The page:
Pedaling forward for Major Taylor
Since the month of February is when everyone is to celebrate Black History Month, let’s look at more of the story behind a recently vandalized historical marker in Indianapolis.
Marshall Walter (Major) Taylor was born on Nov. 26, 1878 in Indianapolis. His father’s name was Gilbert Taylor and his mother’s name was Saphronia Kelter. Marshall’s family additionally consisted of two brothers and five sisters.
During Marshall’s childhood, he performed bicycle stunts in front of a local store and played and lived with Dan Southard. Dan’s family was a wealthy white family who bought Marshall one of the newest types of bikes built at the time. Without this help, Marshall would not have had the bicycle that led to his perseverance world acclaim.
Marshall’s first bike race was when he was 13. He broke numerous world records while also working a paper route to support his family.
Though he did not have funds to attend college, Marshall raced bicycles. A tutor taught him at home, where he learned to read and write. When Marshall was an adult, he married Daisy and had one child named Sidney. He became one of the greatest bicyclists of all time becoming world revered.
Sadly, Marshall’s life concluded with him experiencing numerous occasions of discrimination, family complications and a burial in an unmarked grave. Later a group of individuals who wanted to give Marshall a proper burial moved his resting site to a better area of the cemetery with proper markings.
Marshall died penniless on June 21, 1932 at the young age of 53. A historical sign until this past summer depicted how he forged a great path for African American advancement and the spirit of competition to succeed.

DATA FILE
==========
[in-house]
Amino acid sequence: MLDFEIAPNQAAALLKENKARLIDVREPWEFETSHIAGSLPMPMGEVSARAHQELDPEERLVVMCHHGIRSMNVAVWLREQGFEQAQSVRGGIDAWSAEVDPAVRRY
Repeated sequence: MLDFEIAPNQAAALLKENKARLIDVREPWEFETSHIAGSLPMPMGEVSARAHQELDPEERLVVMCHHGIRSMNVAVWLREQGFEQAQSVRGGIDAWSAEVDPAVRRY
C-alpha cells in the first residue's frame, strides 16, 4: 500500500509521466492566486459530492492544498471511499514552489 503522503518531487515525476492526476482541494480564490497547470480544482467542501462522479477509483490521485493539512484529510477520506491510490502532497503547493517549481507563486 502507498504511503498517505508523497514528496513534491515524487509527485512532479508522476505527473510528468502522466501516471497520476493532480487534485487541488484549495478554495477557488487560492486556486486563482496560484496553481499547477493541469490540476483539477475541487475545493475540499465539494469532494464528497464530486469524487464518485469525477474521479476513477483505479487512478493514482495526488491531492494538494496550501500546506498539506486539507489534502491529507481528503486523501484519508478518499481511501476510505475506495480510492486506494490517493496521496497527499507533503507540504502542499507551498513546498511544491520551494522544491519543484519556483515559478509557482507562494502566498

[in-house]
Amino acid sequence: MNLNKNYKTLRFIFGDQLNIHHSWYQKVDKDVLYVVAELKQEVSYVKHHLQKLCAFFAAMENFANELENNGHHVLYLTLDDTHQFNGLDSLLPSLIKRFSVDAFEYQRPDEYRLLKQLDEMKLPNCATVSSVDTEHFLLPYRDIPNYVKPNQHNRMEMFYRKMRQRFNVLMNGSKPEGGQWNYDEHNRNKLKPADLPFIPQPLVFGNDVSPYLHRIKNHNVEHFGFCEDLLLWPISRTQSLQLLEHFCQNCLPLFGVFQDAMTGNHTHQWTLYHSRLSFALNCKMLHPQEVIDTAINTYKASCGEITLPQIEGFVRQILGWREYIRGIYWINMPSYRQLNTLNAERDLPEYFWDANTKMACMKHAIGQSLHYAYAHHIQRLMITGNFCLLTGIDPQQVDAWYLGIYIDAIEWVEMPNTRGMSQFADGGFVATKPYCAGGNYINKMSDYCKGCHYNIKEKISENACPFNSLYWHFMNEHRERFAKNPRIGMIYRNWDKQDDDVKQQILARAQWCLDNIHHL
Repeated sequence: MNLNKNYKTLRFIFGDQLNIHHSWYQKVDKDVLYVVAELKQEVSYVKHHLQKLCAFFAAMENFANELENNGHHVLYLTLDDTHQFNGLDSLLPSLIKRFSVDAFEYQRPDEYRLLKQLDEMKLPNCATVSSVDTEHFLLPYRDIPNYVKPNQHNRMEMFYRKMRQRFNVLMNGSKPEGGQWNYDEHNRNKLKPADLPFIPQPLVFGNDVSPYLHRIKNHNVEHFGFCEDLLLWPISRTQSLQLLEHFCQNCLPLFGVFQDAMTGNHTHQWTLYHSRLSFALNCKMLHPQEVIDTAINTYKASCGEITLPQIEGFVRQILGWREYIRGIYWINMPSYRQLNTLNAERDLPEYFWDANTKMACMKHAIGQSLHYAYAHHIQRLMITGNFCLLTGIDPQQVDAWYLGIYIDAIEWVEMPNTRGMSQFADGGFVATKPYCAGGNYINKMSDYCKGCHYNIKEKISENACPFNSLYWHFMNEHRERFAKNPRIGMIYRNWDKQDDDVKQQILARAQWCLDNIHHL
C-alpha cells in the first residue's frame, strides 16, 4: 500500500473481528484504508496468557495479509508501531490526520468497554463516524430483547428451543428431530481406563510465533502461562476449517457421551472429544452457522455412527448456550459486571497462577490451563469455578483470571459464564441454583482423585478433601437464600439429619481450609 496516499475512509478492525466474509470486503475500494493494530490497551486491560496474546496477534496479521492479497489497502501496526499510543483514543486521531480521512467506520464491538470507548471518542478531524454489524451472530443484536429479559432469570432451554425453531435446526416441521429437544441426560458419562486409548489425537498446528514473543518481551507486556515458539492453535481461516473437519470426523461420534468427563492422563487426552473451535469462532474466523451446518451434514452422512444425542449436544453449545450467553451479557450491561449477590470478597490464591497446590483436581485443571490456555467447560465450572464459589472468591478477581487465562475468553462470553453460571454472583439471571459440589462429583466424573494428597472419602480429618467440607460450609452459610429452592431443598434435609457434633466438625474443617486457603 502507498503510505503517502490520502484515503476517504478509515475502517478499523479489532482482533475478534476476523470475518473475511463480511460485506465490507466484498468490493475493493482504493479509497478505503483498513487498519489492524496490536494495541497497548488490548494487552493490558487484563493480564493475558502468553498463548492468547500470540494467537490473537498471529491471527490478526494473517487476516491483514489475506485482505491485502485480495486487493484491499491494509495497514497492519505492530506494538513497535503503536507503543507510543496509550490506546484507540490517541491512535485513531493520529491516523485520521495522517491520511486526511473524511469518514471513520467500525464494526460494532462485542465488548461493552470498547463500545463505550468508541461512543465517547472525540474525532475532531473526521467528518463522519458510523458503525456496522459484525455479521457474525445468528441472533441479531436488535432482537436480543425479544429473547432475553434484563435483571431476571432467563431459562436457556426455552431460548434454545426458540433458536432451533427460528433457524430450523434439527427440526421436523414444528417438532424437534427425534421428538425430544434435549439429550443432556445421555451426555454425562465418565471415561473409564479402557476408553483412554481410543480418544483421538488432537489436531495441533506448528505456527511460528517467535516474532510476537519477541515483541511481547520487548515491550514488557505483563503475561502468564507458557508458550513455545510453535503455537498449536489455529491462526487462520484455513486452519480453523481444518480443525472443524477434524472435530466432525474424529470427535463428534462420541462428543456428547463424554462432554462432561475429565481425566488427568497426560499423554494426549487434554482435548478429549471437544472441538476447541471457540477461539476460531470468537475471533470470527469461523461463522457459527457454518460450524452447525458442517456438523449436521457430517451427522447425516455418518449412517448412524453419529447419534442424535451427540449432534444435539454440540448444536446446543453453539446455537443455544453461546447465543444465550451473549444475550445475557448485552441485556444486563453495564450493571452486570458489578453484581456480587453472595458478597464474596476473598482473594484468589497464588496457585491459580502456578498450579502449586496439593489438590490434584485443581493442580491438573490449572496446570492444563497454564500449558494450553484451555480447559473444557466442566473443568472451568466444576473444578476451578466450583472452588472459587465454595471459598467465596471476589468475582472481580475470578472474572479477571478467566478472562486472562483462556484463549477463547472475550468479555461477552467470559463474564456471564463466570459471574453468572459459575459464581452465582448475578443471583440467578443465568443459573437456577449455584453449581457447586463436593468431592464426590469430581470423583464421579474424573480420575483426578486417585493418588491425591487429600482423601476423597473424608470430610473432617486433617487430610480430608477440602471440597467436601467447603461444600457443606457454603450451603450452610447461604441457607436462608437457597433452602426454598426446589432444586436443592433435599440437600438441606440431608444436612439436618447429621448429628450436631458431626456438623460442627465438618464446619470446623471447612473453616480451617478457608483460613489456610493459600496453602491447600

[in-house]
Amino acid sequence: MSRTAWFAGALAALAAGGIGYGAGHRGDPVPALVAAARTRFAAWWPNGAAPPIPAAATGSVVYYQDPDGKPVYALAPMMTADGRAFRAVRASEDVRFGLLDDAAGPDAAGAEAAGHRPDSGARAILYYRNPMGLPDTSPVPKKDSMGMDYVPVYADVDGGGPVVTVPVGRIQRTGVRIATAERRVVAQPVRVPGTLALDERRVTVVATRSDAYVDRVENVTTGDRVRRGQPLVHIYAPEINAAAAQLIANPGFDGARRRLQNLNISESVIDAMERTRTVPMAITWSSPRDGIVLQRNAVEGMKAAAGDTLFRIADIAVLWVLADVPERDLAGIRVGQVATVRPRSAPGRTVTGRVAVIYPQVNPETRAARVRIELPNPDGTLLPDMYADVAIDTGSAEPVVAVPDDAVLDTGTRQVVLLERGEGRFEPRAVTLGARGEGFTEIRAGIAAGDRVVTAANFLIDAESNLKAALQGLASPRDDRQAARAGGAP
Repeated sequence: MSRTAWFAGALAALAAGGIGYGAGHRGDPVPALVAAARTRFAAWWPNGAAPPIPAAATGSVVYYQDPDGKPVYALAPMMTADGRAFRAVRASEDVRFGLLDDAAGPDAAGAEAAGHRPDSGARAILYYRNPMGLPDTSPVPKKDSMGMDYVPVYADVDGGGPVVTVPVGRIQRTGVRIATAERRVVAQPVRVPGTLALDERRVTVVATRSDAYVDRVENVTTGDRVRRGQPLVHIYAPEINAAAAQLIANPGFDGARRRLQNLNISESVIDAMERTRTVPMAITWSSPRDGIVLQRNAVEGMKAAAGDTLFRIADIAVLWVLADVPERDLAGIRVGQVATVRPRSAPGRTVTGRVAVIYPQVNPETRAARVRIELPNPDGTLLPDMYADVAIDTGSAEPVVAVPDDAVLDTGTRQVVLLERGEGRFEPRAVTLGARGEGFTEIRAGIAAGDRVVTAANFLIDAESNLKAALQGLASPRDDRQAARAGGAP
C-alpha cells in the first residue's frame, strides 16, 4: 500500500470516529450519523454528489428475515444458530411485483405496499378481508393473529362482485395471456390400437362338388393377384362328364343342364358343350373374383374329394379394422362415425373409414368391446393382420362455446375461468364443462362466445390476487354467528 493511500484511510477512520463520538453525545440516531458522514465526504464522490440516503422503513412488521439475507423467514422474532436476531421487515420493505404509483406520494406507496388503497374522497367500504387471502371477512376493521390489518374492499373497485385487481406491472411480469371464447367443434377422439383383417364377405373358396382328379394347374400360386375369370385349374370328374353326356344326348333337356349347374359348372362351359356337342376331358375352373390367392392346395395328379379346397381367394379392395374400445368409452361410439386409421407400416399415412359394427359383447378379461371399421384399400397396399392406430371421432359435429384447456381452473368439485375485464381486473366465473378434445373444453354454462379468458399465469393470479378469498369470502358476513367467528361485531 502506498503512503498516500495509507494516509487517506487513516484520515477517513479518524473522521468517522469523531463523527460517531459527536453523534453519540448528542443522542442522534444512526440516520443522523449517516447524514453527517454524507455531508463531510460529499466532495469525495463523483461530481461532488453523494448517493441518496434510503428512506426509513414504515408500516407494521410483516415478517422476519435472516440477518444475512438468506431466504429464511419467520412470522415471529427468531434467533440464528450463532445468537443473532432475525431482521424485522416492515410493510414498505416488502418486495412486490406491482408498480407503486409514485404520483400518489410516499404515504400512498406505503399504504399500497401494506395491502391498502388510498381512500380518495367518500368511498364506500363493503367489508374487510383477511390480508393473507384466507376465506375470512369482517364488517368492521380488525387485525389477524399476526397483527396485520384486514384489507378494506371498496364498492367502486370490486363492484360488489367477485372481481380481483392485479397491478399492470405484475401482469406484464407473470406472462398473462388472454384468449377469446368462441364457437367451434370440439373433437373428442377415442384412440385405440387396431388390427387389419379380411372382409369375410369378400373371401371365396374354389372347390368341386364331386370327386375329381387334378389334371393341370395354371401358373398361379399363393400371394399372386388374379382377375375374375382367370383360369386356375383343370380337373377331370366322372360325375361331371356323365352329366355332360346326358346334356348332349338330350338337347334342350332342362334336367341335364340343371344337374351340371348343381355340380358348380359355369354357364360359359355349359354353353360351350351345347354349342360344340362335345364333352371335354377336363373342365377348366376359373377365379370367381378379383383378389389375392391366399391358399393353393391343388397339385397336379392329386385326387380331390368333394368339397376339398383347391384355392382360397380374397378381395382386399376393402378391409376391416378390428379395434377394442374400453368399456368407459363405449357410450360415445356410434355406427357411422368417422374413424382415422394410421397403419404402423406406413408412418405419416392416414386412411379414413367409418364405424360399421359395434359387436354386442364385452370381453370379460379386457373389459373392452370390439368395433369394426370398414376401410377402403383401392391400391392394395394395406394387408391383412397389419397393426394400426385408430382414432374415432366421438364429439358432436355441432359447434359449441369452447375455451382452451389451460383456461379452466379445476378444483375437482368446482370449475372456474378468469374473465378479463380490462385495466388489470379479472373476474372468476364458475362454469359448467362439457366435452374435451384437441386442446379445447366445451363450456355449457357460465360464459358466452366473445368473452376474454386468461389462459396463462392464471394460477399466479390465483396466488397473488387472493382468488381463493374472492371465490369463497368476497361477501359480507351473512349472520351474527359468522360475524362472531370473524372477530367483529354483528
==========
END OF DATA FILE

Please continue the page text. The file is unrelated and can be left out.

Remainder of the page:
Unfortunately, sometime during July 2017, someone knocked down the sign and efforts were made to restore the historical sign. A cyclist group from the East Coast provided the remaining funds needed to replace the historical marker and a new sign is ready for installation. According to the Indiana Historical Bureau, a dedication program will occur later this year.
Visit www.extension.purdue.edu/putnam or you can contact the local Purdue Extension Office by calling 653-8411 for more information regarding this week’s column topic or to RSVP for upcoming events. It is always best to call first to assure items are ready when you arrive and to RSVP for programs. While many publications are free, some do have a fee.
Feb. 13 – Junior Leader meeting, Fairgrounds, 7 p.m.
Feb. 15 – Sheep and goat webinar, Extension Office, 7 p.m.
Feb. 17 – Beef weigh-in/tagging, Fairgrounds, 8 a.m.-noon.
Feb. 20 – Farmers’ Market vendor workshop – Local Networking Night, Extension Office, 6:30 p.m.
Feb. 21 – Youth Quality Care Animal Workshops signup livestock page, Putnam Extension website.
Feb. 23 – Food Pantry Coalition meeting, Extension Office, 10 a.m.
Feb. 24 – 4-H Grows Knowledge Clinic at Cloverdale, contact office to RSVP or flyer on website.
March 7 – Exploring 4-H meeting, Community Building, Fairgrounds, 6 p.m.